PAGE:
New Yankee Workshop
ATLANTA (June 27, 2007) – In 16 career NASCAR NEXTEL Cup Series starts at New Hampshire International Speedway in Loudon, Tony Stewart has racked up two wins, six top-threes, nine top-fives, 10 top-10s and has led a total of 764 laps. And before Stewart became the regular pilot of Joe Gibbs Racing’s No. 20 Home Depot Chevrolet in 1999, he won an IRL IndyCar Series race at New Hampshire in 1998 after finishing second earlier that year in the NASCAR Busch Series race at the 1.058-mile oval.
Needless to say, Stewart has found a knack for navigating New Hampshire’s tricky confines. But he hasn’t done it alone. Much of Stewart’s success has come under the watchful eye and calculating mind of crew chief Greg Zipadelli.
Zipadelli is a native of Berlin, Conn., and he built his racing resume by wrenching NASCAR Modified Tour cars and NASCAR Busch East Series cars to victory lane at the “Magic Mile.” For Zipadelli, New Hampshire was his New Yankee Workshop, where he made the parts and pieces that propelled the likes of Mike Stefanik and Mike McLaughlin to New Hampshire’s winner’s circle before getting there with Stewart for his first New Hampshire win in July 2000.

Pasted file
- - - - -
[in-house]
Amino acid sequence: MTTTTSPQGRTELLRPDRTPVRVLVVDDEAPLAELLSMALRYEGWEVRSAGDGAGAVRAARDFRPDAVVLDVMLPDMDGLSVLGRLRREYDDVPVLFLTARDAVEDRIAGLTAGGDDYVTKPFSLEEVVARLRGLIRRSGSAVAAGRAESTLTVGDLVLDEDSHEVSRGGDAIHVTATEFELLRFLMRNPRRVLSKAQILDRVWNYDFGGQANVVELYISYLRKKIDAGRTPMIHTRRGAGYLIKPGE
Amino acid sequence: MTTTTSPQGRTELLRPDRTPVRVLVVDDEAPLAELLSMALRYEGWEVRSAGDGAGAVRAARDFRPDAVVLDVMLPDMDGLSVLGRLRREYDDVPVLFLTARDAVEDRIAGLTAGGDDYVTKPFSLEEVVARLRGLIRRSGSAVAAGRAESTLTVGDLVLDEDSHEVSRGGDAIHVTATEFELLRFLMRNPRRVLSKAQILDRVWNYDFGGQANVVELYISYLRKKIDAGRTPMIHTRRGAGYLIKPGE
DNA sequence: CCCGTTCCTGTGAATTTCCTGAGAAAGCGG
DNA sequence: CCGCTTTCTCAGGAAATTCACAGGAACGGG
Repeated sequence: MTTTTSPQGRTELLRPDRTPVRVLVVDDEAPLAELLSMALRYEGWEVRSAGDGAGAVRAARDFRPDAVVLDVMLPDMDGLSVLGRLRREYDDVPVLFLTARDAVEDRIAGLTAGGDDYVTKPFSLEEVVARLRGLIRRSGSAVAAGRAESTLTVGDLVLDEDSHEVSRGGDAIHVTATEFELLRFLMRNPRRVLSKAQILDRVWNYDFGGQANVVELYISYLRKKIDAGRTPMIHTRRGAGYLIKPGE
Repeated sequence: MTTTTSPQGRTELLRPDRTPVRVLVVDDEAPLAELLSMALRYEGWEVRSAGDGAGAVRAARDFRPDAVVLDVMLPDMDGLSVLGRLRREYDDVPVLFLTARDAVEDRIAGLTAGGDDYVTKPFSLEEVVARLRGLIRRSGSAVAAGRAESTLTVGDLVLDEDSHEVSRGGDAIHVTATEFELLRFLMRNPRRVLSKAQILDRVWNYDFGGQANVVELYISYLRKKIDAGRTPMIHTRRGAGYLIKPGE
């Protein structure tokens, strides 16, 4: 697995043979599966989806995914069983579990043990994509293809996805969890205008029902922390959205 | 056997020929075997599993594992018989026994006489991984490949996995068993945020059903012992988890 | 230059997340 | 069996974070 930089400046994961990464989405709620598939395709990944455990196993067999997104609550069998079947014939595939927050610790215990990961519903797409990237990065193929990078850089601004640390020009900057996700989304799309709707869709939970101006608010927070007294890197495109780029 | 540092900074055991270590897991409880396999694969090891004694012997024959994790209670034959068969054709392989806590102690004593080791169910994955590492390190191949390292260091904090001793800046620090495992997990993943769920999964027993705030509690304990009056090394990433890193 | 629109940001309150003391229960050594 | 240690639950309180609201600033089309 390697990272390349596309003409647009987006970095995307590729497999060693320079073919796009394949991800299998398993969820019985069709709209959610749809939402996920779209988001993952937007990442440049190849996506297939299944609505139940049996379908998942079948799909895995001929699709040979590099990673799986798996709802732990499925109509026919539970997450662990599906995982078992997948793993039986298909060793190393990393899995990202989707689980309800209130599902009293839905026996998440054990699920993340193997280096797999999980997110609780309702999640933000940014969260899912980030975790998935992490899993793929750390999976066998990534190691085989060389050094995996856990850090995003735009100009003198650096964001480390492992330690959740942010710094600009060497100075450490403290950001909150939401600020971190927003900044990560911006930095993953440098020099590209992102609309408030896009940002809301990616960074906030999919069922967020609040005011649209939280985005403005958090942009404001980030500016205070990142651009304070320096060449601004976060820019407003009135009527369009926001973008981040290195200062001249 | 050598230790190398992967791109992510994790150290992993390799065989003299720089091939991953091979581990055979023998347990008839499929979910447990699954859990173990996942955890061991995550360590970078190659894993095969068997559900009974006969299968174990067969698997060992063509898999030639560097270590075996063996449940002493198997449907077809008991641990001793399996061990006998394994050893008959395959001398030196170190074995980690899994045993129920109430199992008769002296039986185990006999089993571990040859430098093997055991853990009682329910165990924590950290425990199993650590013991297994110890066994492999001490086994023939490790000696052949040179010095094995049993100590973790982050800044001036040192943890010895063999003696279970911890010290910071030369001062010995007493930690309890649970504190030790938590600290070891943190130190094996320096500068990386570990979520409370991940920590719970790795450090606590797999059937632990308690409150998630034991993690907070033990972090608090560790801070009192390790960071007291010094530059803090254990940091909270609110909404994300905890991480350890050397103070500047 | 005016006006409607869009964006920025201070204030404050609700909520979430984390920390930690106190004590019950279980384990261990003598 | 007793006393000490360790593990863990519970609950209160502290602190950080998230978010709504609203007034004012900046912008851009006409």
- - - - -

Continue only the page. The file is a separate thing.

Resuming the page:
Today, Stewart and Zipadelli enjoy the longest active driver/crew chief relationship in the Nextel Cup garage. And back on Zipadelli’s home turf with this weekend’s Lenox Industrial Tools 300, the tandem look to add to their history of rock-solid performances in the Granite State.
Explain a lap around New Hampshire.
“It’s a big motor deal. With the corners being so tight, you’ve got to put a lot of gear in the car to get it up off the corner. Forward bite is always an issue there too – trying to get the car to go forward. So, it’s hard to get up off the corners. Then you’ve got long straightaways where you can kind of relax a little bit. Coming into the corners, you use a lot of brake, and it’s hard to not only get the car stopped, but to get it to turn. Then you go through that challenge all over again.”
So, is a fast lap all about throttle control?
“No, not necessarily. A lot of times when you get in the gas, you’re able to stay in the gas. It’s just a matter of having a good enough handling car to where you can get into the corner, roll through the center, and then get in the gas and stay in the gas when you do get back in the throttle.”
While you’ve won at New Hampshire, you’ve also had races where you’ve struggled. How can one race weekend turn out great and another turn into one you’d rather forget?